An analysis of 559 adolescents age 14-18 correlated high-fructose diets with higher blood pressure, fasting glucose, insulin resistance and inflammatory factors that contribute to heart and vascular disease.
Heavy consumers of the mega-sweetener also tend to have lower levels of cardiovascular protectors such as such as HDL cholesterol and adiponectin, according to researchers at the Medical College of Georgia at Georgia Health Sciences University.
These dangerous trends are exacerbated by fat around their midsection, called visceral adiposity, another known risk factor for cardiovascular disease and diabetes. The association did not hold up for adolescents with more generalised, subcutaneous fat.
"It is so very important to provide a healthy balance of high-quality food to our children and to really pay close attention to the fructose and sucrose they are consuming at their home or anyone else's," said Doctor Vanessa Bundy.
"The nutrition that caregivers provide their children will either contribute to their overall health and development or potentially contribute to cardiovascular disease at an early age," Bundy said. The best way caregivers can support healthy nutrition is to be good role models, she said. A healthy diet with plenty of physical activity – not dieting – is the best prescription for growing children.
"Adolescents consume the most fructose so it's really important to not only measure the levels of fructose but to look at what it might be doing to their bodies currently and, hopefully, to look at cardiovascular disease outcomes as they grow," said Doctor Norman Pollock.
While animal studies have had similar findings, evidence in children is needed to support dramatic steps to curb consumption, such as asking schools to remove soda and other vending machines or, at least, to limit access, Pollock said. The researchers said that more study is needed to flesh out the relationship between high fructose consumption and cardiovascular risk and whether these early associations forebode adult disease.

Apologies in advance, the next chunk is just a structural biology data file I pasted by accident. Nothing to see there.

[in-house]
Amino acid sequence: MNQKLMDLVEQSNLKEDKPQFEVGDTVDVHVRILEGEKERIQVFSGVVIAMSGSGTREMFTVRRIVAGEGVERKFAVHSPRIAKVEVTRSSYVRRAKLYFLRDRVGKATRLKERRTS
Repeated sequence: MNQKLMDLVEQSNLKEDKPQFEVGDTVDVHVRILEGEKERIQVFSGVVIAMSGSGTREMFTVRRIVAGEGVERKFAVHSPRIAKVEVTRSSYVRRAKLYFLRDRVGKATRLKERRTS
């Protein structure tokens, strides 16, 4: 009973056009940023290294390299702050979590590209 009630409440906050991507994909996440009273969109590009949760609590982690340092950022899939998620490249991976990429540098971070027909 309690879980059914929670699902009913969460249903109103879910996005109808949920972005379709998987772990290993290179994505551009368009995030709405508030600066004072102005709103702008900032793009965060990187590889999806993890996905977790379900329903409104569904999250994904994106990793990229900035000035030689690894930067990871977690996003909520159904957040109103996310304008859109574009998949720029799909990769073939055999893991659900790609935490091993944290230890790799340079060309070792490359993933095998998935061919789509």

Fructose, or fruit sugar, is found in fruits and veggies but also in high fructose corn syrup, the sweetener used liberally in processed foods and beverages. Researchers suspect growing bodies crave the cheap, strong sweetener and companies often target young consumers in ads.
"Fructose itself is metabolised differently than other sugars and has some by-products that are believed to be bad for us," Bundy said. "The overall amount of fructose that is in high fructose corn syrup is not much different than the amount in table sugar but it's believed there's something in the syrup processing that plays a role in the bad by-products of metabolism."
MEDICA.de; Source: Georgia Health Sciences University